It's only been six weeks since designer David Peck sent shockwaves through the Houston fashion community by filing for bankruptcy and shuttering his namesake clothing line. For those that care about Houston's budding local fashion scene, it was a huge blow.
Those that are still working through their five stages of grief can go ahead and skip to acceptance, though, because Peck has declared his triumphant return to the design world with a brand new line, Miles David.
"It was one of those things where everything happens for a reason," says Peck. After he announced that it would be financially impossible to continue his previous line, he was approached by an investor (Peck says his new business partner prefers to stay anonymous) that believed in his vision and what he brought to Houston, and offered to back him on a new project.
Peck is still sorting out his bankruptcy filing and other legal issues related to his old business, but in the meantime his new partnership has given him the opportunity to start fresh, creatively speaking.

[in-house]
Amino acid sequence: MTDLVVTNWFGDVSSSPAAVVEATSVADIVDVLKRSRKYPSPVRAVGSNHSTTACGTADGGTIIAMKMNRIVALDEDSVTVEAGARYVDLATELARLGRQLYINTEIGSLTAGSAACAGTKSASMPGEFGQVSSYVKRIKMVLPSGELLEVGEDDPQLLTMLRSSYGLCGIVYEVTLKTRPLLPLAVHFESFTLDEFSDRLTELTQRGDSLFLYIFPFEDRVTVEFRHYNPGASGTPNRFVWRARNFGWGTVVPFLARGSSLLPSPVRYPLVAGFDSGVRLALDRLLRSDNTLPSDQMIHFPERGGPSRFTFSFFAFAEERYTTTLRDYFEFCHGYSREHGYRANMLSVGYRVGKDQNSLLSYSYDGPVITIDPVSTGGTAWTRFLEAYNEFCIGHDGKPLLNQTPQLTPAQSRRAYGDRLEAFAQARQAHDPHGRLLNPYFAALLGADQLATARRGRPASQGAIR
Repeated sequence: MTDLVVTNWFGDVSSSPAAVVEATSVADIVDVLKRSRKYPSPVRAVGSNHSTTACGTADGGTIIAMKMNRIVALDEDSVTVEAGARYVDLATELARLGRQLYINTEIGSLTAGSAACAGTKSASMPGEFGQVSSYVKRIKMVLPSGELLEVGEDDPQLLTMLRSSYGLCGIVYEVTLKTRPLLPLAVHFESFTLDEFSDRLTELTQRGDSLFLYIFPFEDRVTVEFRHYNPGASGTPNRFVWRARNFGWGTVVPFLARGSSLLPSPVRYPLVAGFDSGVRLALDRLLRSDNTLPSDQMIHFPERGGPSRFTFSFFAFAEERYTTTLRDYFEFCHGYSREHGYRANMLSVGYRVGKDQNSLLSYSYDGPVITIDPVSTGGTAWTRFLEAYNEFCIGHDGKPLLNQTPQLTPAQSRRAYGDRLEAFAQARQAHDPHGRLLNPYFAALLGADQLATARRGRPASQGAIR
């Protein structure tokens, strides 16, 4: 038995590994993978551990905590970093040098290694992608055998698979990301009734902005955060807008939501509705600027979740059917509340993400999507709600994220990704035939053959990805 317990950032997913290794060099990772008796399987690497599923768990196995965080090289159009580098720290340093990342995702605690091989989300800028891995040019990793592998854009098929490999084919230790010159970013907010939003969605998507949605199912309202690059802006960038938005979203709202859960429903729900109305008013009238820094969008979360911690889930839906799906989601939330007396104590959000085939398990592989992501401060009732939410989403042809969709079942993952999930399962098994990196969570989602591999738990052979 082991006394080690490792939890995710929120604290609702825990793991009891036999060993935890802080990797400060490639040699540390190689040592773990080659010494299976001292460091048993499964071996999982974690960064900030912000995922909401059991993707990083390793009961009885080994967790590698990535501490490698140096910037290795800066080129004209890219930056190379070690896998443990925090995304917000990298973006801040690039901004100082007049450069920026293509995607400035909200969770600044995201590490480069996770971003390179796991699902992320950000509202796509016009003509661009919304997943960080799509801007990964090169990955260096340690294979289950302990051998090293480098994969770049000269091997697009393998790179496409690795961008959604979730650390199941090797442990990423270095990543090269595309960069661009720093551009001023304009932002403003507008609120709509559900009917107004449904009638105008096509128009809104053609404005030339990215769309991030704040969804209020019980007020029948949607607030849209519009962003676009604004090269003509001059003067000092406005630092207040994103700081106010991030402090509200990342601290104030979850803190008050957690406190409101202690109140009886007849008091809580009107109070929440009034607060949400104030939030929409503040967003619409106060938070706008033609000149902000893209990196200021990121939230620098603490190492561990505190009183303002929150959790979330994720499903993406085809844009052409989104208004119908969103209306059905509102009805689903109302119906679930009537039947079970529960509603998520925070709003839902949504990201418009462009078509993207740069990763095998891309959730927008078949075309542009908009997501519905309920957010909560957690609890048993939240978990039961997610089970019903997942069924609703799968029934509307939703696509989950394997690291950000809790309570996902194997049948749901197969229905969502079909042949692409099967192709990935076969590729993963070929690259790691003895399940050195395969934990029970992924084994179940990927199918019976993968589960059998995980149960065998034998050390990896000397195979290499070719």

"When I first launched the David Peck collection it was wholesale and catering to a lot of conservative stores across the South especially. As we've grown and changed we've gotten to know our customer. It'll be sexier and more fashion-forward, but still great pieces to keep in your closet that you can wear in 10 years," he says.
The inaugural Miles David fall collection shows the designer playing with trends and taking some risks. There are several of the high-shine party dresses that Peck is known for, plus some relaxed separates, a take on the 1970s aesthetic that's a mix of Studio 54 and The Virgin Suicides.
"I've had this 70s glam, but kind of quirky thing on my mind for a year," says Peck. "It really came from the textiles, finding really beautiful, interesting textiles."
Peck is stepping away from producing clothing for other lines, spending his time instead on his growing custom business for special occasion dresses. He's also bringing in new products to his revamped Montrose showroom, including lingerie, shapewear and jewelry—the things his customers were asking for to complete their outfits—as well as expanding into home accessories, specifically gift-ready items like throw pillows and candles with essential oils.
"It's things that round out the lifestyle aspect of the brand rather than just ready-to-wear dresses. These are all things that interest and excite me," says Peck. "It's all part of the vision I have for the company and have always had, but now I have the resources to do it."